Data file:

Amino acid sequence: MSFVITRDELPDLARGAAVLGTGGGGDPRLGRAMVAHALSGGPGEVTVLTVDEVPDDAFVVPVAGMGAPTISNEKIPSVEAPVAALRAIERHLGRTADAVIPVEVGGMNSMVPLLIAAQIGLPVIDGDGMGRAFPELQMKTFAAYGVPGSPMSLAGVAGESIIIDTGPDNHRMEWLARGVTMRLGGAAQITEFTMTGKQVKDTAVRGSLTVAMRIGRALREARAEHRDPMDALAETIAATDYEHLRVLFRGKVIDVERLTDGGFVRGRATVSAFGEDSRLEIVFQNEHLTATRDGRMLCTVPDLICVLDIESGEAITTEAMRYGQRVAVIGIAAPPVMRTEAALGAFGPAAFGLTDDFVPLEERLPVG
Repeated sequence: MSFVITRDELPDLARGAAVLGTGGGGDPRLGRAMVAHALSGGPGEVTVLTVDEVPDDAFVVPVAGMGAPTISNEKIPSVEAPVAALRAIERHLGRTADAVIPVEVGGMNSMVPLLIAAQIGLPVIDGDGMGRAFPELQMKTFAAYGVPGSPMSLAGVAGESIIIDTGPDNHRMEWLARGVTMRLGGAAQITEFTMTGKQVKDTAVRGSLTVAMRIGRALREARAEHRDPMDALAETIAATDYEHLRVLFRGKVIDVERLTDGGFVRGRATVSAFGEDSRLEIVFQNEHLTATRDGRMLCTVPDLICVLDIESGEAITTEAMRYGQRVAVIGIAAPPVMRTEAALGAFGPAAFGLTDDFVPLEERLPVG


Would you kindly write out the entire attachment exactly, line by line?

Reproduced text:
Amino acid sequence: MSFVITRDELPDLARGAAVLGTGGGGDPRLGRAMVAHALSGGPGEVTVLTVDEVPDDAFVVPVAGMGAPTISNEKIPSVEAPVAALRAIERHLGRTADAVIPVEVGGMNSMVPLLIAAQIGLPVIDGDGMGRAFPELQMKTFAAYGVPGSPMSLAGVAGESIIIDTGPDNHRMEWLARGVTMRLGGAAQITEFTMTGKQVKDTAVRGSLTVAMRIGRALREARAEHRDPMDALAETIAATDYEHLRVLFRGKVIDVERLTDGGFVRGRATVSAFGEDSRLEIVFQNEHLTATRDGRMLCTVPDLICVLDIESGEAITTEAMRYGQRVAVIGIAAPPVMRTEAALGAFGPAAFGLTDDFVPLEERLPVG
Repeated sequence: MSFVITRDELPDLARGAAVLGTGGGGDPRLGRAMVAHALSGGPGEVTVLTVDEVPDDAFVVPVAGMGAPTISNEKIPSVEAPVAALRAIERHLGRTADAVIPVEVGGMNSMVPLLIAAQIGLPVIDGDGMGRAFPELQMKTFAAYGVPGSPMSLAGVAGESIIIDTGPDNHRMEWLARGVTMRLGGAAQITEFTMTGKQVKDTAVRGSLTVAMRIGRALREARAEHRDPMDALAETIAATDYEHLRVLFRGKVIDVERLTDGGFVRGRATVSAFGEDSRLEIVFQNEHLTATRDGRMLCTVPDLICVLDIESGEAITTEAMRYGQRVAVIGIAAPPVMRTEAALGAFGPAAFGLTDDFVPLEERLPVG